the era of scientific thought in europe during which careful observation of the natural world was made, and accepted beliefs were questioned (mid 1500s-late 1700s)
-a method of investigation involving observation and theory to test scientific hypotheses,
-Copernicus, Kepler, and Galileo began it
(1473-1543) Polish clergyman. Sun was the center of the universe; the planets went around it. On the Revolution of Heavenly Spheres. Destroyed Aristotle's view of the universe - heliocentric theory.
Brahe and Kepler
Brahe had tons of data from observations that Kepler analyzed after he died; Kepler mathematically showed that planets moved in ellipses, not circles
Sir Francis Bacon
-English thinker who promoted the scientific method and said, "knowledge is power." -1561-1626
-empiricism (experimental method)
-"I think, therefore I am"
-helped with scientific method
English scientist; author of Principia Mathematica; drew various astronomical and physical observations and wider theories together in a neat framework of natural laws; established principles of motion and defined forces of gravity.
German physicist who invented the mercury thermometer and developed the scale of temperature that bears his name (1686-1736)
-(1564-1642) Italian astronomer. First to use a telescope to study the heavens. Discovered the first moons of an extraterrestrial body (Jupiter's four largest moons).
-This scientist proved Copernicus' theory that the sun was the center of the solar system and developed the modern experimental method.
-physician who published the first accurate and detailed study of human anatomy
-a Flemish surgeon who is considered the father of modern anatomy (1514-1564)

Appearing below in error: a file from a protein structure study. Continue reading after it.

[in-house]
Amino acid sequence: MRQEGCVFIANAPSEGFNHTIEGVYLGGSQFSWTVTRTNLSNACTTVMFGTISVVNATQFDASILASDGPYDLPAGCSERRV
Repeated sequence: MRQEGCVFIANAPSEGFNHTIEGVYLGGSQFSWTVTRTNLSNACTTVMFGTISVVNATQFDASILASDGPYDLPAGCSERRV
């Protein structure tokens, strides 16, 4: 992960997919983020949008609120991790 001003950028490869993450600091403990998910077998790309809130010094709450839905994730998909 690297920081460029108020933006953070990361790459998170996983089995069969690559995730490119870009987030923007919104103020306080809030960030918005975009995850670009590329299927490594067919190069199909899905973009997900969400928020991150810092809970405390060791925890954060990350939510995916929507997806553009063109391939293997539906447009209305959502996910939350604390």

English physician (17th century) who demonstrated circular movement of blood in animals, function of heart as pump.
Jenner inoculated people with small amounts of cowpox to prevent them from getting smallpox (1749-1823)
Irish chemist who established that air has weight and whose definitions of chemical elements and chemical reactions helped to dissociate chemistry from alchemy (1627-1691)
invented system of naming chemical elements; regarded as founder of modern chemistry
a movement in the 18th century that advocated the use of reason in the reappraisal of accepted ideas and social institutions
-wrote "Leviathan" and believed people were naturally cruel, greedy, and selfish; he also believed only a powerful governemnt could keep an orderly society
-said that people are naturally selfish and wicked. People had to hand over rights to a strong ruler. (English, 1650)
agreement among all the people in a society to give up part of their freedom to a government in exchange for protection of natural rights. John Locke and Jean-Jacques Rousseau were two European political philosophers who wrote about this concept.
--English empiricist philosopher who believed that all knowledge is derived from sensory experience (1632-1704)
-- said that people could learn from experience and improve themselves. Criticized absolute monarchy and favored self-government. He believed that all people have the right to life, liberty, and property (natural rights). (English, 1650)